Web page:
3 out of 4 stars
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Life on a ranch is exciting, albeit a dangerous one. In The Thundering Herd, John E. Peltier takes us on a beautiful journey of how growing up on a farm was really like. He begins with the story of his family from his father’s side, his French ancestor Pierre Pelletier (born in 1634) and goes on to narrate how his family migrated to America in 1833. The name changed to Peltier and they began farming. His mother’s side was the Scottish Keillor and he narrates from the time of his maternal grandfather.
I do not wish to bore you with all the dates and details (as I was a couple of times), but the meeting of his parents and the family is elaborated from that time on. His mother would call her children fondly as “The Thundering Herd” and hence the title of the book. John is the fifth of twelve children. He tells us about his brothers and sisters and how there was usually always a baby at some point of time in his childhood. He tells about how his father started the farm and how there was always work to do on the farm. The author describes life on the farm in a beautiful way, detailing each fun experience he had with his brothers and the satisfaction of eating food they grew on their farm.
There is a parallel story the author develops about his life serving as a Medical Corpsman during the Vietnam War. He tells about the highlights of being in the army as well as the gloomy parts of the war. He compares life on the farm with life on the army. After coming back home, he describes life working in the construction business.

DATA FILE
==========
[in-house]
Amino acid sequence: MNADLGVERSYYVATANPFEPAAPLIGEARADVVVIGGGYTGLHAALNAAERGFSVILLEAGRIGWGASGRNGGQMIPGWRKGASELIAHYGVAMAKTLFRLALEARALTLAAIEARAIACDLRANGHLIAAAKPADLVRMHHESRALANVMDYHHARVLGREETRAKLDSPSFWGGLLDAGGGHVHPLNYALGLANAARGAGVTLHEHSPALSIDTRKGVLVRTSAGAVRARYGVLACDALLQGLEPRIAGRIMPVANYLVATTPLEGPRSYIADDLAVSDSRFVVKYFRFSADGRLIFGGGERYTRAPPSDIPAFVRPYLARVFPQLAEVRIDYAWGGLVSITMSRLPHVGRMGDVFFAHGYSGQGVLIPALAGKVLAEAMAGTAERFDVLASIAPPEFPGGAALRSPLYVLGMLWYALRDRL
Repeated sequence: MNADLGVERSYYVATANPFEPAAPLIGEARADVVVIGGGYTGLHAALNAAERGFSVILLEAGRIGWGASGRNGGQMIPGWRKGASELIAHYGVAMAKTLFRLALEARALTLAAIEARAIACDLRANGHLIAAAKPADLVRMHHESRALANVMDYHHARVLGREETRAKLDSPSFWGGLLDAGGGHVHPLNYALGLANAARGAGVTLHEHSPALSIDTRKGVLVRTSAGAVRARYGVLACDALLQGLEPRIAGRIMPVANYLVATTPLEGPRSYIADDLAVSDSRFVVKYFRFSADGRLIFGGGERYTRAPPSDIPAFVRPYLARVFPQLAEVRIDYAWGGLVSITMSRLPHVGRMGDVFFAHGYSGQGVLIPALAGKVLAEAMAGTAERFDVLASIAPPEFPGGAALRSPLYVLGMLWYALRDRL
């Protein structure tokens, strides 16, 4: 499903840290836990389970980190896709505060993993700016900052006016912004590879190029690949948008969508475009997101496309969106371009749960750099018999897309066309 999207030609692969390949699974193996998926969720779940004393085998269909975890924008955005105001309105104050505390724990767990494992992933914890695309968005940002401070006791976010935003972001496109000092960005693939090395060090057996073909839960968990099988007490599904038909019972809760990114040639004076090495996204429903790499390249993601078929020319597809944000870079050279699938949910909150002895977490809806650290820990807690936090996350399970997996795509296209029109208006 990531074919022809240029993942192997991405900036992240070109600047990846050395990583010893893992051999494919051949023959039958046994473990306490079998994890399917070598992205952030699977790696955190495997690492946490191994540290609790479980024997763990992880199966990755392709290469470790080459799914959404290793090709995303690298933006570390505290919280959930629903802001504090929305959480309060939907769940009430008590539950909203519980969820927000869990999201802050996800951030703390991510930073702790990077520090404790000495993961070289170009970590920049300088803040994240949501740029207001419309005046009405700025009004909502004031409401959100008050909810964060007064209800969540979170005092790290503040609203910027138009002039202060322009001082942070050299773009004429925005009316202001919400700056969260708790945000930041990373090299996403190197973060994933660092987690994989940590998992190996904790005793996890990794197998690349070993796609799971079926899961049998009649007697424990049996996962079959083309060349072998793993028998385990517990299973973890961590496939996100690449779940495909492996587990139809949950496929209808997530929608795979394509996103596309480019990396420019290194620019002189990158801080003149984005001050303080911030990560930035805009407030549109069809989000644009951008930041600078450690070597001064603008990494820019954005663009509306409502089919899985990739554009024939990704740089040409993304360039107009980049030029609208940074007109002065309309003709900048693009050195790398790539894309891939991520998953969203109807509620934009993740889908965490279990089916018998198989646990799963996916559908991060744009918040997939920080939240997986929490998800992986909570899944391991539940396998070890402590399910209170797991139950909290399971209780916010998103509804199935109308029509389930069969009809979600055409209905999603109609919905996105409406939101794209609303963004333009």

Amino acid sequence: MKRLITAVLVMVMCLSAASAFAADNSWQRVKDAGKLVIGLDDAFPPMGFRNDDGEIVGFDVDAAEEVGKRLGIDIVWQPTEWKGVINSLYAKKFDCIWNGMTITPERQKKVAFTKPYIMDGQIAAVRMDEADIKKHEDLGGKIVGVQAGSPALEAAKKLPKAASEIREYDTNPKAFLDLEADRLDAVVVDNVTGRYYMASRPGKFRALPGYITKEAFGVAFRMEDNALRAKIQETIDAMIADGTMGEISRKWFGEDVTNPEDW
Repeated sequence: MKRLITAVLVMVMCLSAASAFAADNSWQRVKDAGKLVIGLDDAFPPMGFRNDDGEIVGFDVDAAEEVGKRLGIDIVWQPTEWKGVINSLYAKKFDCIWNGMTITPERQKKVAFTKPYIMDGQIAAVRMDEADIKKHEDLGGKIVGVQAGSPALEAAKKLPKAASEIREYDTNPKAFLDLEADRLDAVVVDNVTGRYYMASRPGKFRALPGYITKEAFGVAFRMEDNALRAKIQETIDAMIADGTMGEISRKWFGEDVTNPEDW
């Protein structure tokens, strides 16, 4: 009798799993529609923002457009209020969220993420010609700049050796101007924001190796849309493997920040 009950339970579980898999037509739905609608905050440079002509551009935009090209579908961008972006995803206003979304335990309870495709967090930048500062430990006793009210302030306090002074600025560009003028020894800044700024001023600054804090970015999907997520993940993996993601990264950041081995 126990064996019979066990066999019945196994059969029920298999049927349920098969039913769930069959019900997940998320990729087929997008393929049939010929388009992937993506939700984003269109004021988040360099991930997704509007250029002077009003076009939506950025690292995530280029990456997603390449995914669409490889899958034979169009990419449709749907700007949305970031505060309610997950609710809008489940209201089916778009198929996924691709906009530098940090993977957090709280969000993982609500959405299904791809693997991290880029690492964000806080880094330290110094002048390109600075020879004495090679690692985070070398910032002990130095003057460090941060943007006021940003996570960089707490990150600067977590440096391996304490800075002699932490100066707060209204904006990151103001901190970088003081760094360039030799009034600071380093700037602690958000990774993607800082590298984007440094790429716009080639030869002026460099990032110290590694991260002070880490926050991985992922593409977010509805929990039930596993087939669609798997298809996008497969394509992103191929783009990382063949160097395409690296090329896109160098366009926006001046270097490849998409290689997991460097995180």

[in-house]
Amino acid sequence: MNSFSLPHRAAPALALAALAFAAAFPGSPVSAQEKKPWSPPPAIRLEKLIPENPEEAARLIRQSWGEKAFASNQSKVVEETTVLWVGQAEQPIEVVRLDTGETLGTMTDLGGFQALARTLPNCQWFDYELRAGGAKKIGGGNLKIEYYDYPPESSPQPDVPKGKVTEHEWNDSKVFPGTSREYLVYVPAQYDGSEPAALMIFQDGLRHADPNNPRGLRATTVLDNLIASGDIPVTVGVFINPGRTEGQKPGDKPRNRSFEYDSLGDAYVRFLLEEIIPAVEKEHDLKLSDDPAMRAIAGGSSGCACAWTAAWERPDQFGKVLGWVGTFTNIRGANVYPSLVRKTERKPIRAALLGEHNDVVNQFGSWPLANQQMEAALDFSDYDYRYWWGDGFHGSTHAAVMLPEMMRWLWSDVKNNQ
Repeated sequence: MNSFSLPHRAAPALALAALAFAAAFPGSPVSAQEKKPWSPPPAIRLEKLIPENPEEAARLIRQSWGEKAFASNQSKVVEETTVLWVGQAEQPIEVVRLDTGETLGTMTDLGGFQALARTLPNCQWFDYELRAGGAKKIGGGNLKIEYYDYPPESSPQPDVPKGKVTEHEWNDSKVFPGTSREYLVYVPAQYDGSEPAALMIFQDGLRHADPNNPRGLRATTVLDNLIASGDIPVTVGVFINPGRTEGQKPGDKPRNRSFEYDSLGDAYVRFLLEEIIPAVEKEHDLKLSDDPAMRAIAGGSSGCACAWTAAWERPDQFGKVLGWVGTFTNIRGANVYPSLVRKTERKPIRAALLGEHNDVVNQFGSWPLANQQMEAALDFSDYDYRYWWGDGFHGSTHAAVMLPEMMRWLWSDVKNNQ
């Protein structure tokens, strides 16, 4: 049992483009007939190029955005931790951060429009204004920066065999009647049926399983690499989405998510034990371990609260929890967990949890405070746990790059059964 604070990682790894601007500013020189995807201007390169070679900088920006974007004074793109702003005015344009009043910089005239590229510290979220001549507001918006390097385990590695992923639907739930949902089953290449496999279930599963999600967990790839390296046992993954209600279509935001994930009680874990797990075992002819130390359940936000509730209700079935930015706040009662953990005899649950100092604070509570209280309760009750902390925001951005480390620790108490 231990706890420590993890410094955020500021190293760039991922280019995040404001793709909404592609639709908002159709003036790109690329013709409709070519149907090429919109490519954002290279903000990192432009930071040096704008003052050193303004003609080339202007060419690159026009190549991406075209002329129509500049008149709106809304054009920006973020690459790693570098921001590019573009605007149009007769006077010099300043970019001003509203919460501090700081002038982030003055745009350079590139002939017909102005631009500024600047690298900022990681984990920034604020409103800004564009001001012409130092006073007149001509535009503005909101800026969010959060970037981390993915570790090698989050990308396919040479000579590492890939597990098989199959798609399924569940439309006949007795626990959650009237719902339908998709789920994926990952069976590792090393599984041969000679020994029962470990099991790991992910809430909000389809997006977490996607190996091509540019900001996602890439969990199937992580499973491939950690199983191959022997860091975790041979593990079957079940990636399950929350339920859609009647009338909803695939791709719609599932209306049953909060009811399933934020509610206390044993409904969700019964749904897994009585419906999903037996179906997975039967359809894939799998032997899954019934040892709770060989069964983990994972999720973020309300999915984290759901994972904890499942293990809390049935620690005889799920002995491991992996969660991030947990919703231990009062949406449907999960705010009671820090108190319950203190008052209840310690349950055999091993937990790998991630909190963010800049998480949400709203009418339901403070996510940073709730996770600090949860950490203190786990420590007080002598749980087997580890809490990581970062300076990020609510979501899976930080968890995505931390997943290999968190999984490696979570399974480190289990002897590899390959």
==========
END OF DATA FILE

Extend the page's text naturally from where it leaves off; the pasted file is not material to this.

As any memoir, I believe that The Thundering Herd would be a fun recollection for the family. It was boring at first with all the dates and the names of the ancestors, but the pace picked up a bit while reading about the Vietnam War. I had read Fort Nowhere, Vietnam, but this had less about the war and more about life at the army camp. I learned a lot about farming, being in the army and the construction business. The underlying theme is that family is the most important part of life and I was happy to read about the love and affection portrayed by John’s family throughout the book. They are their own safety net, braving through poverty, storms, war and other tragedies. I do believe family is the most important but this is a beautiful portrayal and an inspiring read for those going through struggling relationships with their family.
Due to the many spelling mistakes and since it was boring at some points, I award this book 3 out of 4 stars. The author has narrated his life in the best way possible. One learns a lot of things from this book. I am so eager to even start a farm! I feel that this book is suitable for all age groups. Except for a few war scenes, I believe even young kids would be able to read this and live a good life. I hope the author writes more books, which can be more inspirational and help us through these difficult times.
The Thundering Herd
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